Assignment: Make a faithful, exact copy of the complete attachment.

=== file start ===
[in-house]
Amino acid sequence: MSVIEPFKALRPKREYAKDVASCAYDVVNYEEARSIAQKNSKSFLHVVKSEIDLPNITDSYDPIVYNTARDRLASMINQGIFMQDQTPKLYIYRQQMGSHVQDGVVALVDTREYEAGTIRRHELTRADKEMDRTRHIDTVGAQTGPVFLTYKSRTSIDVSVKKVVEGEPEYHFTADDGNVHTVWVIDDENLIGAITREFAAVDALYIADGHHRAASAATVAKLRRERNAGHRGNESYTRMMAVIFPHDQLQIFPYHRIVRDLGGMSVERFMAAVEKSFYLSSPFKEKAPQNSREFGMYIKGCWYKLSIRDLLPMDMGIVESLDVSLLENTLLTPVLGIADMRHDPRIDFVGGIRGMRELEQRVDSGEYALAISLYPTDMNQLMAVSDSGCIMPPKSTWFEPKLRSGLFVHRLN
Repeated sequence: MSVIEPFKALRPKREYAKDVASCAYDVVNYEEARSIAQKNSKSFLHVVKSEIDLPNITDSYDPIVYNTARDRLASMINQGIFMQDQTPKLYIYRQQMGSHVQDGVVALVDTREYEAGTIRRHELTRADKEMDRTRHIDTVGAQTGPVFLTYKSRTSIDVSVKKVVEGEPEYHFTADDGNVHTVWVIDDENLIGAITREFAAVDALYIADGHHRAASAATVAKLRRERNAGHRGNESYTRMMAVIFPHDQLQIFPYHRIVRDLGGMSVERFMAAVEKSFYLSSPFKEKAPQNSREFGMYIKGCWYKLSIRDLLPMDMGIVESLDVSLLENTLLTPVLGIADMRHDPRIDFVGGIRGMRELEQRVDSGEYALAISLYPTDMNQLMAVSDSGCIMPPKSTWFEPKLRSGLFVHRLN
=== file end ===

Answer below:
[in-house]
Amino acid sequence: MSVIEPFKALRPKREYAKDVASCAYDVVNYEEARSIAQKNSKSFLHVVKSEIDLPNITDSYDPIVYNTARDRLASMINQGIFMQDQTPKLYIYRQQMGSHVQDGVVALVDTREYEAGTIRRHELTRADKEMDRTRHIDTVGAQTGPVFLTYKSRTSIDVSVKKVVEGEPEYHFTADDGNVHTVWVIDDENLIGAITREFAAVDALYIADGHHRAASAATVAKLRRERNAGHRGNESYTRMMAVIFPHDQLQIFPYHRIVRDLGGMSVERFMAAVEKSFYLSSPFKEKAPQNSREFGMYIKGCWYKLSIRDLLPMDMGIVESLDVSLLENTLLTPVLGIADMRHDPRIDFVGGIRGMRELEQRVDSGEYALAISLYPTDMNQLMAVSDSGCIMPPKSTWFEPKLRSGLFVHRLN
Repeated sequence: MSVIEPFKALRPKREYAKDVASCAYDVVNYEEARSIAQKNSKSFLHVVKSEIDLPNITDSYDPIVYNTARDRLASMINQGIFMQDQTPKLYIYRQQMGSHVQDGVVALVDTREYEAGTIRRHELTRADKEMDRTRHIDTVGAQTGPVFLTYKSRTSIDVSVKKVVEGEPEYHFTADDGNVHTVWVIDDENLIGAITREFAAVDALYIADGHHRAASAATVAKLRRERNAGHRGNESYTRMMAVIFPHDQLQIFPYHRIVRDLGGMSVERFMAAVEKSFYLSSPFKEKAPQNSREFGMYIKGCWYKLSIRDLLPMDMGIVESLDVSLLENTLLTPVLGIADMRHDPRIDFVGGIRGMRELEQRVDSGEYALAISLYPTDMNQLMAVSDSGCIMPPKSTWFEPKLRSGLFVHRLN